‘Hi, Your Majesty,’ said the Five-Year-Old to the King. ‘How is your
The King glanced upward through the cavity in the stone, greeting the
child with a careworn smile. ‘Not too well, I’m afraid,’ he answered in a clear
voice. ‘Or perhaps you’ve noticed that our lands are in a great deal of trouble.’
The child’s mouth dropped open like a loose shutter on a window. ‘You
did win the battle with the Scary Knights, didn’t you?’
‘Yes,’ said the monarch. ‘But those rascals are the least of our worries.
There are many filthy creatures in a kingdom as large as ours, some armed with
weapons much worse than swords. Or haven’t you noticed any of the monsters
that have come?’
The Five-Year-Old’s head flicked over his shoulders, searching the premises


for the rumored intruders. ‘I thought we were safe, as long as we stayed here,’
he replied, pulling himself closer to the green basin around the castle.
‘Here in the Toy Room we are safe, yes. But that is only because our
stronghold guards it. Our scouts have found many terrible spies in the other
rooms, especially in the halls by night.’
The Five-Year-Old felt a tremor in his teeth. ‘What kind of spies have they
‘This morning,’ said the King. ‘I was told of a wandering monster with a
head shaped like a long finger. The day before, our court learned of a creature
dwelling in the Family Room – shaped like a beast, but dressed as a man.’
The Five-Year-Old winced, wishing he could hide in the castle’s rockstrewn hollows.
‘And weeks ago,’ continued the King. ‘There were rumors of a monstrous
young woman: a one-legged dancer, who, between the hours of eleven and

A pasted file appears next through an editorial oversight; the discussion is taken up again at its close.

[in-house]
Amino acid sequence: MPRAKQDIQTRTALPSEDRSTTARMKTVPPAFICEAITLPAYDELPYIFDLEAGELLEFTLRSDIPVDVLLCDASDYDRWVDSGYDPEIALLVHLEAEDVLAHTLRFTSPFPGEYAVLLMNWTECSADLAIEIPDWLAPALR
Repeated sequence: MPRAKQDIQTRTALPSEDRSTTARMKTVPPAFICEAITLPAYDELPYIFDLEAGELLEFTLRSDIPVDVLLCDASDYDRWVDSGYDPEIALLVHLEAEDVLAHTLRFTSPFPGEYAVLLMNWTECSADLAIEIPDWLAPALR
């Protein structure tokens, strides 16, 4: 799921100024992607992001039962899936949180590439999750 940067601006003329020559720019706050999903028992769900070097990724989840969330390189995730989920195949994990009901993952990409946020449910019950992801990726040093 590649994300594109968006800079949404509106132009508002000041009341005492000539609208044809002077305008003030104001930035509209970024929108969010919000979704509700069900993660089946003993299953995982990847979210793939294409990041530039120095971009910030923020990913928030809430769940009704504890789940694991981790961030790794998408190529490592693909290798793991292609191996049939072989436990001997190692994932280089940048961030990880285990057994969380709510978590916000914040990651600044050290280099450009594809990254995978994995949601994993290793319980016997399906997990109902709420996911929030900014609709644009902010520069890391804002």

midnight, would drag herself between the Loft and the Bedroom, bringing
strange messages to her master. These are only stories, however; and should you
see any such miscreants with your own two eyes, you would do best to escape
as quickly as you can.’ The monarch’s tenor was grave and glum, his gloves
stroking the scabbard on his waist.


The Five-Year-Old, meanwhile, flung his arm around the perimeter of the
toy fortress. ‘Your castle has many cannons and catapults!’ he cried. ‘If we hit
the monsters, maybe they’ll get hurt and they won’t ever come back.’
‘Our time and resources are limited, I’m afraid,’ said the King. 'Should our
army leave the castle, we would be struck down before we had reached the
lowest step of the Stairway. No, sir, this battle is not ours. We would do best to
discuss the matters within our castle walls, and pierce only those enemies who
arrive at our drawbridge.’
‘Then I will fight them,’ proclaimed the Five-Year-Old.
The King seemed to stifle a chuckle – ‘You?’ he muttered. ‘Weren’t you
the child who placed a key inside an electrical socket?’
The Five-Year-Old’s heart flared coldly in his chest. It seemed the story of
the key had been twisted into legend – a mortifying one besides, which would
not rest until it had wafted into every last room of the house. It’s gossip for the
toys, he thought. And probably the monsters, too.
‘Yes, I think you are,’ said the King as he surveyed the child. ‘And it gave
you a terrible shock, now didn’t it?’
But the words of the King fluttered beyond the child’s ears. They will not
help me fight Him, the Five-Year-Old thought. That’s all I needed to know. He
slipped like a spider over the woolen rug, then slid nimbly out the door.




Cincinnati Baronet

‘Are you sure you want to do this?’ Vanessa asked, her hand spread lazily
over the steering-wheel. ‘He’s old. He’s sleepy. He has bad eyes. And chances
are, he doesn’t have anything to say about those maps.’
Dirk smiled and saw the reflection of his teeth in the window. ‘But you
know I love maps,’ he answered. ‘If I’d gone with a different career, you know it
would have been cartography. I just can’t figure out why an old man would
draw a dozen maps of his childhood house – did he want to be an architect?’
Dirk peered through the glass to find a parade of rose-bushes, dazzling in a blur
as the vehicle passed them.
‘No, not that I know of,’ said Vanessa. ‘Just one of his thirteen-million
hobbies, I guess. Good thing you didn’t go into cartography, by the way – I
could never have helped you get that promotion.’
‘True, I guess. True.’ Dirk heard the crackle of crushed pebbles outside as
the car veered onto a gravel road.



‘He had the door painted red,’ said Vanessa. ‘I couldn’t say why.’